The resiliency component works like this: the closer you are to where that power is generated, the more likely you’re going to maintain that power during a storm because the exposure of the system is less in terms of you and where that power is generated. The margin of error is smaller.
We rely on power for everything from health to education facilities. How do you get money out of the bank? It’s wired through an electronic system.
These critical facilities are what allow us to function and provide equity to us.
Every critical facility should have a decentralised energy resource that is interconnected with it to ensure that if anything happens to the central system, that power is still maintained through that distributed energy resource.
A Puerto Rican example
Puerto Rico just got hit by Hurricane Fiona.
So when Puerto Rico lost most of its power, Justin’s team was busy deploying micro grids to these critical facilities, which are all up and running right now.
It’s making an actual difference in people’s lives.
A COVID-19 example
When COVID-19 happened, all the hospitals in New York were maxed out in the early stages.
What would have happened if any of those hospitals lost centralised power?
They might have had some diesel backup, but diesel runs out pretty quickly.
That’s why Justin believes that “every hospital should have an interconnected system, a distributed resource that ensures a power supply no matter what happens.”
Going Down The Decentralised Path, instead of the Fossil Fuel Route
Could this help communities that don’t have access to power right now, instead of them going down the fossil fuel path?
In a nutshell, yes.
Global south developing countries are developing their economies for the first time now. So we’re not waiting for big fossil fuel assets to be decommissioned and replaced. These countries need to build energy now. And that’s where all the global growth of energy is going to happen.
“We often say the global climate crisis will be won or lost in the Global South. And distributed resources are that optimal pathway to develop and what we refer to as a leapfrog opportunity. You can leapfrog from the 20th century fossil fuel systems to the 21st century distributed energy resource systems.”
In Africa, we have the majority of the unelectrified population of the world. Millions of people live in Africa without any access to electricity.
The way we addressed this in the Global North is that we subsidised this energy build out of transmission lines to everyone living everywhere in our countries. But fossil fuel infrastructure takes a long time to build, it’s really expensive, and then it’s there for 70 years.
With distributed energy resources, you don’t need to build out that infrastructure. You don’t need to build a transmission line 250 miles into the middle of nowhere. So in places where there is no plant and no infrastructure, instead of having to build fossil fuel infrastructure and then transition away from it, those places can jump from wherever they are now to an electrified future that is renewable, clean, and local. The cherry on the cake? It’s the cheapest way to get power to the over 700 million people globally currently living without power.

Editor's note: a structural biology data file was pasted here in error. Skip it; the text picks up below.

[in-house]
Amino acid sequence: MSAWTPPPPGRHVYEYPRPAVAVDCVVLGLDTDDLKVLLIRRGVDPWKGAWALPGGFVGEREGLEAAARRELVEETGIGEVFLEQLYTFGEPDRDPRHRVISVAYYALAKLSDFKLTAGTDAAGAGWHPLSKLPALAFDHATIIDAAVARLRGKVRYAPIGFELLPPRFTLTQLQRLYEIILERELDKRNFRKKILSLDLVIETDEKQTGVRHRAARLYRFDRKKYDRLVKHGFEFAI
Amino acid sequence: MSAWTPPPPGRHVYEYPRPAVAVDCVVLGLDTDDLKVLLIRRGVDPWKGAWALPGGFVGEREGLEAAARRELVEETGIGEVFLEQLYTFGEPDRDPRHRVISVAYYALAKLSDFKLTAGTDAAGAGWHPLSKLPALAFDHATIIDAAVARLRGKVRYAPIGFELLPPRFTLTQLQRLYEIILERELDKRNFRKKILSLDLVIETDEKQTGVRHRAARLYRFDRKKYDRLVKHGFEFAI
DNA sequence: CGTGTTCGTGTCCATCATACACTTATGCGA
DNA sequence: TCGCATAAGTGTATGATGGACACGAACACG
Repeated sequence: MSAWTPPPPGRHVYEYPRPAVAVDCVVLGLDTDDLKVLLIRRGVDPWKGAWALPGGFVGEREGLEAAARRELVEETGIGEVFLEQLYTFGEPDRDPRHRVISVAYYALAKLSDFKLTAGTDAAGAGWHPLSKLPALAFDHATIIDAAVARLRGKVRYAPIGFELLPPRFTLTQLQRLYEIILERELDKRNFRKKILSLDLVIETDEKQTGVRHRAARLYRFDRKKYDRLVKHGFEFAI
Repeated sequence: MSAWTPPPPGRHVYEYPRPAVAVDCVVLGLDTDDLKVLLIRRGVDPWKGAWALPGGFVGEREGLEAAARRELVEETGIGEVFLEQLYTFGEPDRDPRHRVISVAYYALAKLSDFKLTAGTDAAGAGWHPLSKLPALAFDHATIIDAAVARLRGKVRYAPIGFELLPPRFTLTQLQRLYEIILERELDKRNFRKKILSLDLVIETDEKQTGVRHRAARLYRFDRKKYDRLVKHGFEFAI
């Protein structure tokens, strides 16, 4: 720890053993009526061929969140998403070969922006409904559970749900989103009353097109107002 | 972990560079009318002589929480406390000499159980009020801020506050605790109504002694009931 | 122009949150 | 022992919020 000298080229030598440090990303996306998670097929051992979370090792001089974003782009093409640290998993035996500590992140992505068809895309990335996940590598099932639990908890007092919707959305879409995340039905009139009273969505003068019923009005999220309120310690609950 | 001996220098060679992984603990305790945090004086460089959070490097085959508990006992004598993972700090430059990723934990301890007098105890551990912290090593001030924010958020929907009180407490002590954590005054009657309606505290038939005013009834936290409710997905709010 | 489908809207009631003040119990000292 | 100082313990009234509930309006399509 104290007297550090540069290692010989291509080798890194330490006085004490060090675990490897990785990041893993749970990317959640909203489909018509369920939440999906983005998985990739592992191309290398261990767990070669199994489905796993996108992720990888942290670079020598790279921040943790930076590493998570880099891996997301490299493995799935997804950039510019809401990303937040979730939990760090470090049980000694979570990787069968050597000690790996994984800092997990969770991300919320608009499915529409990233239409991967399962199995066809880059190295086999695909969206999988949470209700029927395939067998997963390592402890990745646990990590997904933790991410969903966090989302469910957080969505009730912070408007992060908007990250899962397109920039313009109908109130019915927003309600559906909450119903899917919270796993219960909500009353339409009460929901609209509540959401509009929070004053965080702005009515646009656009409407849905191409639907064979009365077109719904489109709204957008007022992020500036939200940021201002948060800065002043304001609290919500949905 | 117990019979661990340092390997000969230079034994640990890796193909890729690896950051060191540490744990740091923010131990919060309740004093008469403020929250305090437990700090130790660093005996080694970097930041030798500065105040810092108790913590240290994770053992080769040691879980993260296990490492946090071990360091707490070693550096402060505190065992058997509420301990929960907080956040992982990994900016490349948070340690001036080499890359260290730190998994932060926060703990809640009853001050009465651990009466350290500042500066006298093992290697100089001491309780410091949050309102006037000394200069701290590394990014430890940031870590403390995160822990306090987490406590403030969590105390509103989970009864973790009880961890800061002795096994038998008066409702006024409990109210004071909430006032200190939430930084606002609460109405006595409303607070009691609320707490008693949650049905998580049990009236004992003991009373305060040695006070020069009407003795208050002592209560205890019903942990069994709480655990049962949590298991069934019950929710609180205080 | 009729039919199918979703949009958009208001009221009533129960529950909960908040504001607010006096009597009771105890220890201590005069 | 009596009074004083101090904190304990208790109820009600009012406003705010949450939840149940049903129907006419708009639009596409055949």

Sounds like a no brainer. So why isn’t everyone doing it everywhere?
Firstly, the fossil fuel economy wants to maintain the status quo. Justin goes so far as to say that “certain political parties have aligned to protect those interests.”
The other issue is that if you’re electrifying, a village of 100 people right in the middle of the Sahel, that’s a pretty small system. So the cost of getting that small system out into the middle of nowhere, is going to have a much higher logistical cost and therefore an overall cost to get it there. Often, investors just don’t want to make that investment because it’s too expensive and small-scale.
How do we make it more attractive to investors?
Rather than just saying, “Hey, we want to electrify this little community out here, or we want to create a resilient microgrid at this hospital in Puerto Rico, we say why don’t we look at a portfolio of investments?”
Basically, you offer up 100 communities as a package instead of one. Which starts to make it look worthwhile to financiers. It’s called aggregation for scale.
Clean energy also creates more jobs than fossil fuel projects.
For every million dollars invested in clean energy, you produce 7.6 jobs. For every million dollars invested in a fossil fuel project, just 2.4 jobs are created. Another reason fossil fuels are trash.
The bigger picture? In order to reach a 50%reduction in global emissions by 2030, we need to create 14 million new jobs globally. And another 16 million jobs need to be transitioned from the fossil fuel sector into clean energy.
But there’s not enough people. So when we talk about why this transition isn’t happening, it’s because we don’t have the workforce to build this stuff.
Ultimately, we have to build all this new infrastructure, right? We’re going to need engineers, project managers, project developers, and more. Right now, we don’t have that.
But ultimately, this is a way to create good paying jobs, equitably because everybody needs power.